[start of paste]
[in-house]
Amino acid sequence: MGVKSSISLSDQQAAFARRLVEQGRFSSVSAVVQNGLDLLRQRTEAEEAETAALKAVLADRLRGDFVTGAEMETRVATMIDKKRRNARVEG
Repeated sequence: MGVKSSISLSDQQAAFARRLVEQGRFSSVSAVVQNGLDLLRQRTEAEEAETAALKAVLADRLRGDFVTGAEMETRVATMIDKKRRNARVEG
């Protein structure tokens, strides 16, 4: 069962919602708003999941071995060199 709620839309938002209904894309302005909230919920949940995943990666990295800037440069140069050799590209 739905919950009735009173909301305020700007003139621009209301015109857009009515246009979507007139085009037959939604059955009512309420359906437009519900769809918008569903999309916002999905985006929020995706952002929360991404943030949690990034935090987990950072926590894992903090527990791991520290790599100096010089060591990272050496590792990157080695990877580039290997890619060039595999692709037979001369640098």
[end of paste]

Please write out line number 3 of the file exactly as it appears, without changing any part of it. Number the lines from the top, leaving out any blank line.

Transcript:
Repeated sequence: MGVKSSISLSDQQAAFARRLVEQGRFSSVSAVVQNGLDLLRQRTEAEEAETAALKAVLADRLRGDFVTGAEMETRVATMIDKKRRNARVEG